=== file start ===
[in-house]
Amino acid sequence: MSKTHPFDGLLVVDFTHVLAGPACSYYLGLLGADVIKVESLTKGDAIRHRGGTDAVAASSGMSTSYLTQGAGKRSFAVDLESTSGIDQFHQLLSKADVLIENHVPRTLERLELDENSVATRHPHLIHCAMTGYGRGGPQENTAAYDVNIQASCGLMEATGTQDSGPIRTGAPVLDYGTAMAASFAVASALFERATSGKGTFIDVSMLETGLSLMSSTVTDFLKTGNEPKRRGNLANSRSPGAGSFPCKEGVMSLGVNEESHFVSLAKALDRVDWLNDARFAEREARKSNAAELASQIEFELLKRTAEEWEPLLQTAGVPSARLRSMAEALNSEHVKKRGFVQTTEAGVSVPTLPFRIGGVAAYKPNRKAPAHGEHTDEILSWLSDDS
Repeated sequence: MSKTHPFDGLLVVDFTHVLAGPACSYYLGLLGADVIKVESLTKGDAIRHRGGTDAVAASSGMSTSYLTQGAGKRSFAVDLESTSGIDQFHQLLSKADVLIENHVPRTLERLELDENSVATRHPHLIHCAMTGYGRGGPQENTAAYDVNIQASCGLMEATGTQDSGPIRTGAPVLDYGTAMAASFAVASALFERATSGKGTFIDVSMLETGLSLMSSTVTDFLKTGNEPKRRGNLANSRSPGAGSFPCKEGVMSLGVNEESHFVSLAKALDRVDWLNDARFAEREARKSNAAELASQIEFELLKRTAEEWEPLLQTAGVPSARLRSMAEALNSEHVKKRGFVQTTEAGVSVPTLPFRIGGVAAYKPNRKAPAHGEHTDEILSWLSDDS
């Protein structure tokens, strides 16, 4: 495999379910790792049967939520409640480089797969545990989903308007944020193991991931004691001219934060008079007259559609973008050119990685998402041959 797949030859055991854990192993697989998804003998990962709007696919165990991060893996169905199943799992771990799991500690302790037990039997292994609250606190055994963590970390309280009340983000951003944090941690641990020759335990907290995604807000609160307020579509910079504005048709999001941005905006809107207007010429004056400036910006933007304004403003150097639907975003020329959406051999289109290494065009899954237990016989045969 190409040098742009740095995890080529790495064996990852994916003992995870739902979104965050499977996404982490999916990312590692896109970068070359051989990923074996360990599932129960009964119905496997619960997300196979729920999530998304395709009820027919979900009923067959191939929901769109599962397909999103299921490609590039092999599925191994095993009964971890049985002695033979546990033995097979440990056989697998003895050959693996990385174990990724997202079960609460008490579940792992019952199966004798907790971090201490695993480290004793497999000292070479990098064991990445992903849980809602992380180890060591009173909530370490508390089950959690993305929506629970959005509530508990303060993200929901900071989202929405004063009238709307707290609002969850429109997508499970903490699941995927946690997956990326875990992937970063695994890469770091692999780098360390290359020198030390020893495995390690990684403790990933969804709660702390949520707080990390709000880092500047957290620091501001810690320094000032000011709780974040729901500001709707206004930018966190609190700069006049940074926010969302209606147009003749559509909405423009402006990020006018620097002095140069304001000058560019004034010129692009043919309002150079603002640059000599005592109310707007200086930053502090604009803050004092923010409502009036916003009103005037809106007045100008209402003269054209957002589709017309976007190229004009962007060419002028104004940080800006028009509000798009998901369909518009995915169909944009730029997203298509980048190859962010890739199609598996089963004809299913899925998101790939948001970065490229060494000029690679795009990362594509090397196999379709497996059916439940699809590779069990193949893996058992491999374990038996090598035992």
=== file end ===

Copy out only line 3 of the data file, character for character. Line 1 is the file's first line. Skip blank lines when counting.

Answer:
Repeated sequence: MSKTHPFDGLLVVDFTHVLAGPACSYYLGLLGADVIKVESLTKGDAIRHRGGTDAVAASSGMSTSYLTQGAGKRSFAVDLESTSGIDQFHQLLSKADVLIENHVPRTLERLELDENSVATRHPHLIHCAMTGYGRGGPQENTAAYDVNIQASCGLMEATGTQDSGPIRTGAPVLDYGTAMAASFAVASALFERATSGKGTFIDVSMLETGLSLMSSTVTDFLKTGNEPKRRGNLANSRSPGAGSFPCKEGVMSLGVNEESHFVSLAKALDRVDWLNDARFAEREARKSNAAELASQIEFELLKRTAEEWEPLLQTAGVPSARLRSMAEALNSEHVKKRGFVQTTEAGVSVPTLPFRIGGVAAYKPNRKAPAHGEHTDEILSWLSDDS